Additionally, the state needed not to produce everything because it could obtain some goods and services from other parts of the world. He gave an example of the trade partnership between England and Portugal, which proved that a state could benefit even though it does not have adequate resources to compete. This view challenges the ideas of Marx that capitalism and the free-market economy are exploitative because studies confirmed that Portugal benefited to some extent. However, later studies confirmed the Marxian approach that capitalism will never benefit the poor, as the trade between the two countries killed the flourishing textile market in Portugal.
In his analysis, Marx was of the view that the proletariat should be allowed to run the economy whereby they are protected against all forms of injustices meted out by capitalists. Ricardo could respond to this claim by observing that protectionism will never guarantee development in the sense that it kills the agricultural sector. In Britain, the government protected farmers by implementing the Corn Laws that taxed agricultural products from other countries. Through the law, the government imposed taxes on agricultural products forcing property owners to rent their plots out to merchants.
Consequently, the price of land went up, something that benefited landowners instead of rewarding the industrial capitalists. Many property owners in the country were known to squander their resources instead of investing. Based on this, the British economy was unable to develop for several years, and in 1846, the law was repealed. Therefore, it is true that protectionism, as suggested by Marx, is unhealthy for the economy. The proletariat is incompetent to run the economy since its wishes and desires are based on the fulfillment of basic needs while the bourgeoisie aims at self-actualization.
The merging of England and Scotland was the beginning of the British Empire in 1496 when the first kingdom was formed. However, this was not an important kingdom at the time since nothing was achieved economically and politically. The second British Empire, which existed between 1835 and 1815, was the main kingdom in the history of the world. Between 1815 and 1914, Britain was the most powerful empire the world has ever seen.
The kingdom developed ambitious economic and political policies that would help it achieve national interests globally. In the same period, various scholars in the country engaged in research to establish the most effective system that would guarantee economic growth. The ideas of John Locke and Stuart Mill were employed to develop economic policies that would help in the management of the empire. Mill was of the view that certain factors must exist in case the government wants to enable a smooth production system (Mill 23).
The two main factors that determine to manufacture, according to Mill, are labor and natural objects. In the production system, labor is viewed as an important agent, even though not all forms of labor are needed in the manufacturing process. Through labor, through main utilities are generated, and the first one is the object for human use, which produces material goods. The second form of labor enables service delivery, and doctors and teachers fall under this category. The last category of labor is the one that ensures pleasure and entertainment, even though this form of labor does not bring about productivity.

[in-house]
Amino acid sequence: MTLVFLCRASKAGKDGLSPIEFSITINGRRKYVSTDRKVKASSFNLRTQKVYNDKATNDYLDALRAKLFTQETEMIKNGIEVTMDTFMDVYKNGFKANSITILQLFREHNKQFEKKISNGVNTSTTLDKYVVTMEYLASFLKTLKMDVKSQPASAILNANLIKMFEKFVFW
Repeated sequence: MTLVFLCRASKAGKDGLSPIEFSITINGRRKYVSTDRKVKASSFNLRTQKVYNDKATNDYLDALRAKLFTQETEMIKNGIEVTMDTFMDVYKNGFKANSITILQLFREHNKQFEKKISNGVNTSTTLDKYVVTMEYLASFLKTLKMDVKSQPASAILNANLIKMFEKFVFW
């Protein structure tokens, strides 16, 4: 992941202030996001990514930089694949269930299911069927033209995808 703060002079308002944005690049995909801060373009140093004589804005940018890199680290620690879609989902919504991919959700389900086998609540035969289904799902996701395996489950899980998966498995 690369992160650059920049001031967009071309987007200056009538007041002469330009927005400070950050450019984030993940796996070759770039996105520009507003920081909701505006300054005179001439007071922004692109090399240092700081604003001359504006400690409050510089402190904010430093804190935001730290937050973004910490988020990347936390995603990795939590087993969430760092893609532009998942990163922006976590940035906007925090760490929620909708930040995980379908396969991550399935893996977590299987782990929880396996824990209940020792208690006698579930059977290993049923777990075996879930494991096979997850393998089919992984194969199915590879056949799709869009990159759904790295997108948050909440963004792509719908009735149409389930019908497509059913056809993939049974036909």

Mill underscored the fact that labor alone cannot guarantee success in economic matters since other factors have to be considered, including the capital, which is defined as the accumulated stock of products of labor. Mill talked about distribution, and he went on to note that the distribution of goods and services is determined by competition, tariffs, slavery, slave ownership, wages, and rents. Through the ideas of Mill, the British Empire embarked on an ambitious program of annexing various regions globally with the aim of securing markets for products and services, as well as accessing cheap labor and raw materials. The empire was producing goods in mass, while markets were limited. Similarly, other countries in the continent were manufacturing products in large-scale, and the empire could not easily dispose of the products (Turpin and Tomkins 44).
This forced it to seek markets in overseas economies, including Asia and Africa. Mill noted that labor is an important aspect of production and since the British government was facing challenges in finding laborers to work in the fields, it had to seek the services of the locals in colonies and protectorates. In this regard, the ideas of Mill were uniquely suited to the circumstances of the British Empire during the 18th and 19th century. However, they cannot be applied in modern society because many things have changed, particularly given the fact that the sovereignty of states respected. Additionally, labor cannot be sourced without costs because of the development of the labor market.
On his part, John Locke discussed the role of government by observing that it has the power to act collectively. The community decided to surrender its power to one universal actor, which is the government, and its main role is to oversee the welfare of each person. Since the government represents the public good, any regime that is indifferent to the sufferings of the majority has to be removed and replaced with a working one. Locke claimed that man exists in a state of nature, meaning he has inalienable rights (Springhall 89). Based on this, people own their labor, and they have a right to work in the organization of their choice at an agreed payment.
Regarding private ownership of property, no person should harm another simply to take up wealth. The ideas of Locke seemed to oppose the activities of the British Empire, but the only idea borrowed was the legitimacy of government (Locke 112). The regime instructed people to respect the authority and never to question the decision of the government, particularly in the colonies and protectorates..
Locke, John. Second Treatise of Government. Boston: MobileReference.com, 2010. Print.
Marx, Karl and Engels, Fredrick. The communist manifesto. New York: Wild side Press LLC, 2008. Print.
Mill, John. Principles of Political Economy: And, Chapters on Socialism. Oxford: Oxford University Press, 1998. Print.
Ricardo, David. On the Principles of Political Economy and Taxation. Indianapolis: Liberty Fund, 2004. Print.
Springhall, John (2001). Decolonization since 1945: the collapse of European overseas empires. Palgrave, 2001. Print.
Turpin, Colin and Tomkins, Adam. British government and the constitution. Cambridge University Press, 2007. Print.